Camp directors try to ensure that every child in their care comes away
from the camp experience with new friends, fond memories and a smile. They
oversee every aspect of camp. That means they often get credited when things
go right, but they are also held responsible when things go wrong.
"I help kids feel good about themselves," says Lance Barrs. He is the camp
director of a hockey camp. "If kids aren't good at hockey, there are many
other activities kids experience success with."
Camp directors work at many different kinds of camps. In addition to traditional
summer camps, there are specialty camps. These include religious camps, academic
camps, sports camps, weight loss camps and almost anything else you can think
of. Some camps are residential, while others are day camps.
Carolyn Daly is the camp director for the Kids Cancer Care Foundation.
She says working with children who have cancer and siblings of children with
cancer is what makes her job so rewarding. "Because I work for such a special
needs camp, I'm involved with things like taking kids to the doctor and just
talking to them if they're having a rough day," she says.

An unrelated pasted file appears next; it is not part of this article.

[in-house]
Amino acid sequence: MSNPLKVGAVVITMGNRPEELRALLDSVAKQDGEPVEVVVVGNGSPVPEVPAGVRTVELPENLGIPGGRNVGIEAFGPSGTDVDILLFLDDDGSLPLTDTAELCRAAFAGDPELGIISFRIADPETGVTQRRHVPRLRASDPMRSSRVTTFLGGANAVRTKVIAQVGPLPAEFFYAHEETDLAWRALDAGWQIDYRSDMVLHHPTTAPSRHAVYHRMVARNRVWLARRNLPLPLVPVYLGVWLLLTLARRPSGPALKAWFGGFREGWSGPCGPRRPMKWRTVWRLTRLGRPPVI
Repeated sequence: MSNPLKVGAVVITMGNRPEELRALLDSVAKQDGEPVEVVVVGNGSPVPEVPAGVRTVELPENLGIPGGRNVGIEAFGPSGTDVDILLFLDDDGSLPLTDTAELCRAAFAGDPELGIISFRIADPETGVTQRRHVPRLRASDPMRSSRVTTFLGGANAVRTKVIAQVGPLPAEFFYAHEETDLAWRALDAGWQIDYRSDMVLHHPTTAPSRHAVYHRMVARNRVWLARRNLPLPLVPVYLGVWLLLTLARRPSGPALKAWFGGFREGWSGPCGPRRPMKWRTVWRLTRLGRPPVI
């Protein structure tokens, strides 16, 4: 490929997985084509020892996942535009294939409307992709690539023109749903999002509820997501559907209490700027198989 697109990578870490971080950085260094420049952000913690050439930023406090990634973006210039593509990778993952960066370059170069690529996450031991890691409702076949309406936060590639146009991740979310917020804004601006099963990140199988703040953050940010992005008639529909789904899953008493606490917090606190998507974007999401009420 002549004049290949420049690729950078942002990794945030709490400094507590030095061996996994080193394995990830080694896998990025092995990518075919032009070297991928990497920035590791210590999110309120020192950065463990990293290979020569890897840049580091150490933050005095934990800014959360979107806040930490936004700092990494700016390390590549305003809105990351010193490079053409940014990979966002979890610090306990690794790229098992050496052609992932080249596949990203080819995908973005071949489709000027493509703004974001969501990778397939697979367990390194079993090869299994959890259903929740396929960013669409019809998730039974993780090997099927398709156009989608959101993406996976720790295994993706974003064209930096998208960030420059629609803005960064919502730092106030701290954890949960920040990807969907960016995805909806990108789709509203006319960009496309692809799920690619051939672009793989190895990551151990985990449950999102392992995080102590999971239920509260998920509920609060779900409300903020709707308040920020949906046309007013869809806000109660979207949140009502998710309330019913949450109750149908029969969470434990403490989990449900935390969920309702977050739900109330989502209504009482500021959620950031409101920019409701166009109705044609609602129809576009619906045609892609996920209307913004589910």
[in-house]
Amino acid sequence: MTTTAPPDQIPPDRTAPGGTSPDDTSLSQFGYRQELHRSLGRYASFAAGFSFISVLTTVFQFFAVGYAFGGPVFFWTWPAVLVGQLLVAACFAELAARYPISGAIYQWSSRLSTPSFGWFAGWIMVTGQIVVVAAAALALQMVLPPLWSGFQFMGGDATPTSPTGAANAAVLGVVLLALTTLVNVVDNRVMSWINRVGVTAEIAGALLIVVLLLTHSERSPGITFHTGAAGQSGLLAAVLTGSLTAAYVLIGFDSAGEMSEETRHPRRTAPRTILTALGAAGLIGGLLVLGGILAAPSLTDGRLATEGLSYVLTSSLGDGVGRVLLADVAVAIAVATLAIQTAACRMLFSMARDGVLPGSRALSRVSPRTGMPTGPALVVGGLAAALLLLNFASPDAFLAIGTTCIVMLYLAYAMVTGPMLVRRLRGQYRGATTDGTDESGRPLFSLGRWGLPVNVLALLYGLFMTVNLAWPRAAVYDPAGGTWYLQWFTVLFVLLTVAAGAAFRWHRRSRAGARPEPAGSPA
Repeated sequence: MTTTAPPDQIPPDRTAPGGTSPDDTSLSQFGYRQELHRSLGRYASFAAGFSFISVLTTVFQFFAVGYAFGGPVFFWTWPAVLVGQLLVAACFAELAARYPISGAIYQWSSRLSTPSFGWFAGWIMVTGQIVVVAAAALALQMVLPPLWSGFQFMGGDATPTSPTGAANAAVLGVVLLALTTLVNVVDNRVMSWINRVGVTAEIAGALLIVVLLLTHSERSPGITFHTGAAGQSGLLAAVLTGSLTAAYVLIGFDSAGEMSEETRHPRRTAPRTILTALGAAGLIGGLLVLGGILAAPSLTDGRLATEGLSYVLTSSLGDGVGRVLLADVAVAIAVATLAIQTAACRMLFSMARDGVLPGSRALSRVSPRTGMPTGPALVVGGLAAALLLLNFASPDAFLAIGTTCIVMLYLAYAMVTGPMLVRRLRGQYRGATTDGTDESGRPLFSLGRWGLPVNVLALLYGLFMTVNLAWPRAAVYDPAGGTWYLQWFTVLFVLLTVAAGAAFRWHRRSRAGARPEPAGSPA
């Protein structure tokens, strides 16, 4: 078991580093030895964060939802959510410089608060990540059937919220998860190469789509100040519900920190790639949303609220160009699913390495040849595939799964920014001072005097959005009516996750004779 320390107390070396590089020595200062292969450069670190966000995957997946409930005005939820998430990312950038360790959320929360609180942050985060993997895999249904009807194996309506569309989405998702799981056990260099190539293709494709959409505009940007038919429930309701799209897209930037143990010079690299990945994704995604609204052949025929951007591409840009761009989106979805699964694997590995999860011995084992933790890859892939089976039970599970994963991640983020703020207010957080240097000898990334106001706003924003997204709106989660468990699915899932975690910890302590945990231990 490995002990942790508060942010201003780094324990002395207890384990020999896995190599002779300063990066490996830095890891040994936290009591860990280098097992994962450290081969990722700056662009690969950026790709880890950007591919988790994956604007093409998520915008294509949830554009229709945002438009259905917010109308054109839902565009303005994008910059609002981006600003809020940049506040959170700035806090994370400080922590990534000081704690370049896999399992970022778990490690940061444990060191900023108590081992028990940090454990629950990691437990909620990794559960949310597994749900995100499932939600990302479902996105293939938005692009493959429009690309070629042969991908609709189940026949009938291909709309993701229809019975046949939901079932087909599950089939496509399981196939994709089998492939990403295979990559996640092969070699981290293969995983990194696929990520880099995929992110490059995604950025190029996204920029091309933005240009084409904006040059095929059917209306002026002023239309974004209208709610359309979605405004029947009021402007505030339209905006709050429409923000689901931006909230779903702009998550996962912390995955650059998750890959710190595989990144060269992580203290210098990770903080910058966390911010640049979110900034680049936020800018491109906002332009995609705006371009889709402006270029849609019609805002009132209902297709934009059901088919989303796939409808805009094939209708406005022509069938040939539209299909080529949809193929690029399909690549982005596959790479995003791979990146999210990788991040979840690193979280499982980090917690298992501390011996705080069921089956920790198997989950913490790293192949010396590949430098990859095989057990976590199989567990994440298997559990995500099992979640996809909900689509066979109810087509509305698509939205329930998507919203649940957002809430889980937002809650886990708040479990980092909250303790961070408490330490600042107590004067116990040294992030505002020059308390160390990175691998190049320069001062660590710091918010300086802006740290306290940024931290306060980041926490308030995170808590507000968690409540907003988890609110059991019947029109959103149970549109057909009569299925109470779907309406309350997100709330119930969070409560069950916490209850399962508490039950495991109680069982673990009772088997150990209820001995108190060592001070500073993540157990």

Sometimes, camp directors may have to make a special effort to get to know
campers because they have so many responsibilities. Unlike counselors, whose
main duty is to take care of the campers, directors are often involved with
Here are some of the things they do:
- Prepare budgets, deciding how much money is divided into areas such as
wages, activities and food costs
- Program new ideas for activities such as games and crafts -- good camp
directors ask for creative input from many sources
- Hire and evaluate staff, ensuring the staff is trained sufficiently to
carry out duties
- Take charge of safety situations -- camp directors must remain calm in
emergencies and know the procedures they must follow
"I do quite a bit of paperwork in my office," Barrs says. "I try to make
it down to the water to play with the kids, but there's so much to do. I'm
the bottom-line guy."
One situation camp directors often encounter is homesickness. Ken Robinson
is a camp director in Montana. He says the problem is common in the first
week or two of camp. "We usually convince the kids to stay. By the end of
the camp, they don't want to leave," he says.
Camp directors often work long hours, staying until their job is done.
If camps are residential, directors sometimes find it hard to separate their
work and personal lives. "I work 16 to 18 hours a day, seven days a week,"
Barrs says. "And if someone's sick at night and no one can take them to the
hospital, you have to do it."
The physical requirements of the job can be considerable if one plans to
take part in activities. "If you want to keep up with any of the kids on the
climbing wall or in the swimming pool, you have to be in shape," Daly says.